The World Cup!

by A.J. Coltrane

The best quadrennial event is here again!

TV Schedule.


Monday, June 16 at 3pm, Ghana [ESPN]

Sunday, June 22 at 3pm, Portugal [ESPN]

Thursday, June 26 at 9am, Germany [ESPN]

The DVR will be getting a workout!


For fun, Bill Barnwell’s Grantland piece about transfer values of teams and players. (Transfer values are how much one team would need to pay another to assume a player’s contract.)

A couple of snippets-

Most valuable teams:

Team Rank Value Avg Value
Spain 1 $919,564,800 $39,981,078
Germany 2 $777,638,400 $33,810,365
Brazil 3 $691,152,000 $30,050,087
Argentina 4 $578,793,600 $25,164,939
France 5 $560,683,200 $24,377,530

The Spanish players are worth nearly 1 billion dollars in aggregate. The USA is 26th at $85 millon. Total.

Most valuable players, relative to the least valuable teams:

Player/Team Value
Ivory Coast $180,438,720
Lionel Messi $177,408,000
Cameroon $173,735,520
Bosnia and Herzegovina $169,948,800
Cristiano Ronaldo $147,840,000
Japan $144,883,200
Mexico $142,716,000
Ghana $142,450,560
Nigeria $128,399,040
Greece $118,120,800
Ecuador $91,022,400
NeymarEdinson Cavani $88,704,000
USA $85,448,160

An especially relevant Barnwell quote:

Maybe Jurgen Klinsmann is right. For all the chatter about Klinsmann dropping Landon Donovan for the promise of Julian Green, this isn’t a particularly young United States team, as the U.S. side heading to Brazil is the 12th-oldest of the 32. It’s also not a side teeming with valuable properties. The team’s two most valuable players are Clint Dempsey ($10.3 million) and Michael Bradley ($9.6 million), each of whom have returned to North America over the past 12 months. The third is Jozy Altidore ($8.8 million), who was a disaster this season after Sunderland paid $13 million for him, scoring just once in the Premier League before being supplanted by Connor Wickham and sent to the youth team. Tim Howard is 35. Jermaine Jones is 32. And Transfermarkt doesn’t see younger talents like Green ($840,000) and DeAndre Yedlin ($420,000) as worth much yet. You may disagree, and a few players may emerge as more valuable properties if the U.S. makes it out of the group stage, but this just isn’t a very valuable U.S. team.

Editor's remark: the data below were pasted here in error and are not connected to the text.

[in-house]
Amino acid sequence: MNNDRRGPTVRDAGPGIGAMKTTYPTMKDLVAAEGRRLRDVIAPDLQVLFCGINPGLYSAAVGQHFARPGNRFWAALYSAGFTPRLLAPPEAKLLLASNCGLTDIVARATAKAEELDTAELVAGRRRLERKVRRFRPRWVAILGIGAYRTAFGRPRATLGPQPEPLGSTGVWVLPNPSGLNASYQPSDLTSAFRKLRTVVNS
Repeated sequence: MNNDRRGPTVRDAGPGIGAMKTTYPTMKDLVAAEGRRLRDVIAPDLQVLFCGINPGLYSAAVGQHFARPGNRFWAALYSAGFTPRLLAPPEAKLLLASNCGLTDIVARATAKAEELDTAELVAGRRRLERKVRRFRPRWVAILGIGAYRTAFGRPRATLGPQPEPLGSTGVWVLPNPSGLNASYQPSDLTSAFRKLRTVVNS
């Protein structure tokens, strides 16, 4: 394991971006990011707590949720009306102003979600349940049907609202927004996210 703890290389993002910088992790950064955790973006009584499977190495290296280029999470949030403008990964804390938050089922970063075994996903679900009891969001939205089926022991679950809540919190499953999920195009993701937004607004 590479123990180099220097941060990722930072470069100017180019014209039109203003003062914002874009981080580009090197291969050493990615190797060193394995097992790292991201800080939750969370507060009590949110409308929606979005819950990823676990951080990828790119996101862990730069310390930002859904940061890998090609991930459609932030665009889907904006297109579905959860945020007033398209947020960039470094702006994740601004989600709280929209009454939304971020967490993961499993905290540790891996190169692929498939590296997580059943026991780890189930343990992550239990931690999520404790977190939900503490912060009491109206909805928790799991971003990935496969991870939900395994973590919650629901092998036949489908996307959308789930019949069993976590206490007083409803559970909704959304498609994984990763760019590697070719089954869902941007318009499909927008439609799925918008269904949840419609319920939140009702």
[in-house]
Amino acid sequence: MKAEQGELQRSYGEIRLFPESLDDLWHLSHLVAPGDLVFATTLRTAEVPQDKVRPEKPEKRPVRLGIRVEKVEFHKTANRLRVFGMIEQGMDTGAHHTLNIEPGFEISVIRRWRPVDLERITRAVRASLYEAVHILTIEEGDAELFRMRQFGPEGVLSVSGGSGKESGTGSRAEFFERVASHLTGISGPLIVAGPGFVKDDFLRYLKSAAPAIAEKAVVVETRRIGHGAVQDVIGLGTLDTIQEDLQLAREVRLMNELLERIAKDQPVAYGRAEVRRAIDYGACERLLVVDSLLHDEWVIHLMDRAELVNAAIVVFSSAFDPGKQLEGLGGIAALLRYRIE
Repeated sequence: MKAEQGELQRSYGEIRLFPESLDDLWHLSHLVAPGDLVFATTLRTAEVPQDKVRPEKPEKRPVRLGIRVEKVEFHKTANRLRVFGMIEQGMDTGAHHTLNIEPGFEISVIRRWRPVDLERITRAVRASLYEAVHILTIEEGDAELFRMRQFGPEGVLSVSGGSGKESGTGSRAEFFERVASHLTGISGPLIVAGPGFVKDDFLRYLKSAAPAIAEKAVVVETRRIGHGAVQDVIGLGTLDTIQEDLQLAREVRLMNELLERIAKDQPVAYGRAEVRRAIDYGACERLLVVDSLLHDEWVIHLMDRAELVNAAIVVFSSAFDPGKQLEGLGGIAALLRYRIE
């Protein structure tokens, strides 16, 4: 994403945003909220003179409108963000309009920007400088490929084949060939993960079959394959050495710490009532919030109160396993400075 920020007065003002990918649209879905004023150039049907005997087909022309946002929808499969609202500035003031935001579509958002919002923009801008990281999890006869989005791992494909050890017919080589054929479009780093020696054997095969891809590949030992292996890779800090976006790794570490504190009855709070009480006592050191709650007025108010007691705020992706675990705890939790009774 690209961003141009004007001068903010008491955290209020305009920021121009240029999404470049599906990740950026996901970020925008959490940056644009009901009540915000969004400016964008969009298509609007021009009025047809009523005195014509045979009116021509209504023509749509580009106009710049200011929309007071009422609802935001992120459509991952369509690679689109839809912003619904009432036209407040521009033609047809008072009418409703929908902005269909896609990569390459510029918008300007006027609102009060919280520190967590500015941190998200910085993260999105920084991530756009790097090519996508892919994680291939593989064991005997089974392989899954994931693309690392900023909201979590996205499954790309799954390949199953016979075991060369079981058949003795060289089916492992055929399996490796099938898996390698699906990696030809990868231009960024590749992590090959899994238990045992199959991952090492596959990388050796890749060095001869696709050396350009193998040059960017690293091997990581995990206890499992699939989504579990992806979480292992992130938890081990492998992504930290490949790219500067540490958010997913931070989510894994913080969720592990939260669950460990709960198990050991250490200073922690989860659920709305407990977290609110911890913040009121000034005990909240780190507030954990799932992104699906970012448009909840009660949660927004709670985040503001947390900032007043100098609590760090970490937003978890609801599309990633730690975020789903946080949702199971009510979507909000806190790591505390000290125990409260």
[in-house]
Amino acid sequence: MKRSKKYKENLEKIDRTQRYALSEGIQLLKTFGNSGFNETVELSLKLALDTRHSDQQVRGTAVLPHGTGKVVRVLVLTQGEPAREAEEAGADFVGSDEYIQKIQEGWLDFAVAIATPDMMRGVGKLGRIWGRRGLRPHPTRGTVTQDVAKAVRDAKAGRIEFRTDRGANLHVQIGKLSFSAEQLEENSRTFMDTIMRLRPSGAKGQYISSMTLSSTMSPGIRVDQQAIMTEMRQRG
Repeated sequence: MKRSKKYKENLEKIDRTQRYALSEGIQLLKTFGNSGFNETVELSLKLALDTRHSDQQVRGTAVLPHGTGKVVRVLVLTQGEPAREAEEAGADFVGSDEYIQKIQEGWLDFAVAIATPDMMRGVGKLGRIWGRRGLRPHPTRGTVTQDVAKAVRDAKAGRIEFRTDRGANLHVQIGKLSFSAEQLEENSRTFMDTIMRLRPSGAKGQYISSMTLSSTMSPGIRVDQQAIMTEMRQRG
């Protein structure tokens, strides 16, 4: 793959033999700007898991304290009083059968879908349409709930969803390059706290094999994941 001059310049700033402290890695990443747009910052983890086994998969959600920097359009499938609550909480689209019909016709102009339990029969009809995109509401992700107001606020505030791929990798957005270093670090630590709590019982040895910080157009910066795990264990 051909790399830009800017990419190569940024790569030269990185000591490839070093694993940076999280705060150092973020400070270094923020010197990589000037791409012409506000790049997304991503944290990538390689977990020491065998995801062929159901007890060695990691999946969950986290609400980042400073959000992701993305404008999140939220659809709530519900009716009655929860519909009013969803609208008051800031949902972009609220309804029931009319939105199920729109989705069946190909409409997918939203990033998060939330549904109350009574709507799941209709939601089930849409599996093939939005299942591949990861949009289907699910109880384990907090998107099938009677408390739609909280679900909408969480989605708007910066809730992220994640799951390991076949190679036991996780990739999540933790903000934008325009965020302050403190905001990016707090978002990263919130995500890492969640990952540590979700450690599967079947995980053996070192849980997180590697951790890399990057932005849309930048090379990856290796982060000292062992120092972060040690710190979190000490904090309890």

According to the piece the average age of the starting 11’s is… well, here:

Five youngest: Belgium (25.2), South Korea (25.6), Nigeria (25.7), Ghana (26.0), Germany. Five oldest: Ivory Coast (30.4), Portugal (29.3), Honduras (29.2), USA (29.1), Iran (29.1). AT LEAST WE’RE YOUNGER THAN YOU, HONDURAS!

I’d expect the USA team to get younger over the next couple of World Cups as new talent is infused into the roster. We’ll know that the USA is going to be competitive when the average age is closer to 27, rather than 29. (Which is basically what we talked about in the May, 2010 CSE post “Beer Leagues and Major Leagues“.)


More stuff:

Barnwell’s piece on the youngest players at the World Cup. It’s soccer’s future (and present) stars. I’ll be paying special attention to them, assuming that they get on the field. Neymar is #15, adjusted for the age of the rest of the Brazil squad.

The odds of winning the whole shebang:

Brazil: 7/2
Argentina: 5/1
Germany: 6/1
Spain: 8/1

Belgium: 16/1
Colombia: 22/1
France: 24/1
Italy: 29/1
Netherlands: 29/1
England: 29/1
Uruguay: 31/1
Portugal: 39/1

Chile: 59/1

Russia: 89/1

Switzerland: 129/1
Ecuador: 149/1
Mexico: 149/1
Japan: 189/1
Ivory Coast: 189/1
Bosnia: 219/1

Croatia: 279/1
Ghana: 279/1

USA: 299/1

Nigeria: 309/1
Greece: 359/1

South Korea: 519/1

Australia: 809/1

Cameroon: 999/1
Algeria: 999/1
Iran: 999/1
Costa Rica: 999/1
Honduras: 999/1

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